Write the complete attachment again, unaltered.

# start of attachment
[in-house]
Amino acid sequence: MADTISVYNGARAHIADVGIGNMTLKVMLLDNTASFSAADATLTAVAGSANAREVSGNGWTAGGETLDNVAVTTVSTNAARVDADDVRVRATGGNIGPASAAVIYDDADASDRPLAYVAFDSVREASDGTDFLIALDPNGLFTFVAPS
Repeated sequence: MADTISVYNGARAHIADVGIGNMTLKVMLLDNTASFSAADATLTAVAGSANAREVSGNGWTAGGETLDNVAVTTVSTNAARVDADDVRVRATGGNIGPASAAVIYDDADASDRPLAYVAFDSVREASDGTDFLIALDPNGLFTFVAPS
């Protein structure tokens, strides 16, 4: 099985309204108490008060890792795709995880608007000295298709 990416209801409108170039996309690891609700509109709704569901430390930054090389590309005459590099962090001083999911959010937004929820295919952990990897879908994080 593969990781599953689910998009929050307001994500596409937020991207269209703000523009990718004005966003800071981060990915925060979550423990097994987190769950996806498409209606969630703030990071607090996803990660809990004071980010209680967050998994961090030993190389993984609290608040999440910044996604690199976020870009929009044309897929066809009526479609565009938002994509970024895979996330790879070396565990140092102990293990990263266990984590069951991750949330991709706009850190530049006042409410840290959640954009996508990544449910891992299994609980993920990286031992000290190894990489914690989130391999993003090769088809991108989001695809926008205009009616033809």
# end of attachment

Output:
[in-house]
Amino acid sequence: MADTISVYNGARAHIADVGIGNMTLKVMLLDNTASFSAADATLTAVAGSANAREVSGNGWTAGGETLDNVAVTTVSTNAARVDADDVRVRATGGNIGPASAAVIYDDADASDRPLAYVAFDSVREASDGTDFLIALDPNGLFTFVAPS
Repeated sequence: MADTISVYNGARAHIADVGIGNMTLKVMLLDNTASFSAADATLTAVAGSANAREVSGNGWTAGGETLDNVAVTTVSTNAARVDADDVRVRATGGNIGPASAAVIYDDADASDRPLAYVAFDSVREASDGTDFLIALDPNGLFTFVAPS
């Protein structure tokens, strides 16, 4: 099985309204108490008060890792795709995880608007000295298709 990416209801409108170039996309690891609700509109709704569901430390930054090389590309005459590099962090001083999911959010937004929820295919952990990897879908994080 593969990781599953689910998009929050307001994500596409937020991207269209703000523009990718004005966003800071981060990915925060979550423990097994987190769950996806498409209606969630703030990071607090996803990660809990004071980010209680967050998994961090030993190389993984609290608040999440910044996604690199976020870009929009044309897929066809009526479609565009938002994509970024895979996330790879070396565990140092102990293990990263266990984590069951991750949330991709706009850190530049006042409410840290959640954009996508990544449910891992299994609980993920990286031992000290190894990489914690989130391999993003090769088809991108989001695809926008205009009616033809």